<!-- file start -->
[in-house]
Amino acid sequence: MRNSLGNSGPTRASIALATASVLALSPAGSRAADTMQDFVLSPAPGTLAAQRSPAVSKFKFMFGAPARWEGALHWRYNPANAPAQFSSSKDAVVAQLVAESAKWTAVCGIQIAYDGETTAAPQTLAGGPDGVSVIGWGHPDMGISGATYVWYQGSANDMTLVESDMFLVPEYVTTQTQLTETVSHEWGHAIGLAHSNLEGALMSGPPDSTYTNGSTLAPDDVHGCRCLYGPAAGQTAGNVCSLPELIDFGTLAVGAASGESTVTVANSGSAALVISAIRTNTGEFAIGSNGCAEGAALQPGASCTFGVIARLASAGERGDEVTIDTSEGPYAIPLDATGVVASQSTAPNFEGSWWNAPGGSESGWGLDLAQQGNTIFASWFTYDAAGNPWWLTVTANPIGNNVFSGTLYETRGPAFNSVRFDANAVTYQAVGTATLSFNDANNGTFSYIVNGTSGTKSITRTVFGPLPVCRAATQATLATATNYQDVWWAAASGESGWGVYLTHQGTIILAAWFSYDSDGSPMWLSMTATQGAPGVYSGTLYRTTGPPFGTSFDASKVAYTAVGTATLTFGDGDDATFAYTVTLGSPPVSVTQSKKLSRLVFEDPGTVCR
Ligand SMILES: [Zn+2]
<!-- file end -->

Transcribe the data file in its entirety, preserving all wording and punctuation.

[in-house]
Amino acid sequence: MRNSLGNSGPTRASIALATASVLALSPAGSRAADTMQDFVLSPAPGTLAAQRSPAVSKFKFMFGAPARWEGALHWRYNPANAPAQFSSSKDAVVAQLVAESAKWTAVCGIQIAYDGETTAAPQTLAGGPDGVSVIGWGHPDMGISGATYVWYQGSANDMTLVESDMFLVPEYVTTQTQLTETVSHEWGHAIGLAHSNLEGALMSGPPDSTYTNGSTLAPDDVHGCRCLYGPAAGQTAGNVCSLPELIDFGTLAVGAASGESTVTVANSGSAALVISAIRTNTGEFAIGSNGCAEGAALQPGASCTFGVIARLASAGERGDEVTIDTSEGPYAIPLDATGVVASQSTAPNFEGSWWNAPGGSESGWGLDLAQQGNTIFASWFTYDAAGNPWWLTVTANPIGNNVFSGTLYETRGPAFNSVRFDANAVTYQAVGTATLSFNDANNGTFSYIVNGTSGTKSITRTVFGPLPVCRAATQATLATATNYQDVWWAAASGESGWGVYLTHQGTIILAAWFSYDSDGSPMWLSMTATQGAPGVYSGTLYRTTGPPFGTSFDASKVAYTAVGTATLTFGDGDDATFAYTVTLGSPPVSVTQSKKLSRLVFEDPGTVCR
Ligand SMILES: [Zn+2]